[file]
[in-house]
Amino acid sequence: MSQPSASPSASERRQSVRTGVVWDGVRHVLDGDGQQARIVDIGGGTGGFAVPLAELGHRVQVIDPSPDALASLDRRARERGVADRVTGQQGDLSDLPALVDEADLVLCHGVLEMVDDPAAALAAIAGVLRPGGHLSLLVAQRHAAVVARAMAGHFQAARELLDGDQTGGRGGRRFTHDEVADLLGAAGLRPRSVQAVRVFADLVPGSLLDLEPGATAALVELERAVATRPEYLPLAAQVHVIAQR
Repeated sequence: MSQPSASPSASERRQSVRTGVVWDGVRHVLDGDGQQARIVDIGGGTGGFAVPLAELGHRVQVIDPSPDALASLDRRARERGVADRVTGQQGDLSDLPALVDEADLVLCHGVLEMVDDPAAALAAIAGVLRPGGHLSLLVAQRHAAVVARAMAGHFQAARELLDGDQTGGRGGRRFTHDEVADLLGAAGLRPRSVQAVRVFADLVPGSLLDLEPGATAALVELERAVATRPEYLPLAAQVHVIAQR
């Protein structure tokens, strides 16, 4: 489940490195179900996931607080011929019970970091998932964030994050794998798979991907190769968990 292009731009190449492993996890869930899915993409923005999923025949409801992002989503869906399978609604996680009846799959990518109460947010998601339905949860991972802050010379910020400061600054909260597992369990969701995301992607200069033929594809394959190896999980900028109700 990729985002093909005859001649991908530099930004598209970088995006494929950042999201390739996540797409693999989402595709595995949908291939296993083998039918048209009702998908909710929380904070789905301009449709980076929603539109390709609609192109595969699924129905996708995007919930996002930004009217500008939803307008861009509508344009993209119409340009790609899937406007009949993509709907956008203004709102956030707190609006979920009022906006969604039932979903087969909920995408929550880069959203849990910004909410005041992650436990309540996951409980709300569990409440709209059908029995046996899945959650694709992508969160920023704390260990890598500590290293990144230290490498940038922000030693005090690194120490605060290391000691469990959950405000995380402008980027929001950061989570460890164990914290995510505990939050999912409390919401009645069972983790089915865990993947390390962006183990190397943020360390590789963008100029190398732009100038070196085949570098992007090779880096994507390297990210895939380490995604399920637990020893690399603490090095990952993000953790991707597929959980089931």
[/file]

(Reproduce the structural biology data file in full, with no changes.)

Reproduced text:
[in-house]
Amino acid sequence: MSQPSASPSASERRQSVRTGVVWDGVRHVLDGDGQQARIVDIGGGTGGFAVPLAELGHRVQVIDPSPDALASLDRRARERGVADRVTGQQGDLSDLPALVDEADLVLCHGVLEMVDDPAAALAAIAGVLRPGGHLSLLVAQRHAAVVARAMAGHFQAARELLDGDQTGGRGGRRFTHDEVADLLGAAGLRPRSVQAVRVFADLVPGSLLDLEPGATAALVELERAVATRPEYLPLAAQVHVIAQR
Repeated sequence: MSQPSASPSASERRQSVRTGVVWDGVRHVLDGDGQQARIVDIGGGTGGFAVPLAELGHRVQVIDPSPDALASLDRRARERGVADRVTGQQGDLSDLPALVDEADLVLCHGVLEMVDDPAAALAAIAGVLRPGGHLSLLVAQRHAAVVARAMAGHFQAARELLDGDQTGGRGGRRFTHDEVADLLGAAGLRPRSVQAVRVFADLVPGSLLDLEPGATAALVELERAVATRPEYLPLAAQVHVIAQR
């Protein structure tokens, strides 16, 4: 489940490195179900996931607080011929019970970091998932964030994050794998798979991907190769968990 292009731009190449492993996890869930899915993409923005999923025949409801992002989503869906399978609604996680009846799959990518109460947010998601339905949860991972802050010379910020400061600054909260597992369990969701995301992607200069033929594809394959190896999980900028109700 990729985002093909005859001649991908530099930004598209970088995006494929950042999201390739996540797409693999989402595709595995949908291939296993083998039918048209009702998908909710929380904070789905301009449709980076929603539109390709609609192109595969699924129905996708995007919930996002930004009217500008939803307008861009509508344009993209119409340009790609899937406007009949993509709907956008203004709102956030707190609006979920009022906006969604039932979903087969909920995408929550880069959203849990910004909410005041992650436990309540996951409980709300569990409440709209059908029995046996899945959650694709992508969160920023704390260990890598500590290293990144230290490498940038922000030693005090690194120490605060290391000691469990959950405000995380402008980027929001950061989570460890164990914290995510505990939050999912409390919401009645069972983790089915865990993947390390962006183990190397943020360390590789963008100029190398732009100038070196085949570098992007090779880096994507390297990210895939380490995604399920637990020893690399603490090095990952993000953790991707597929959980089931």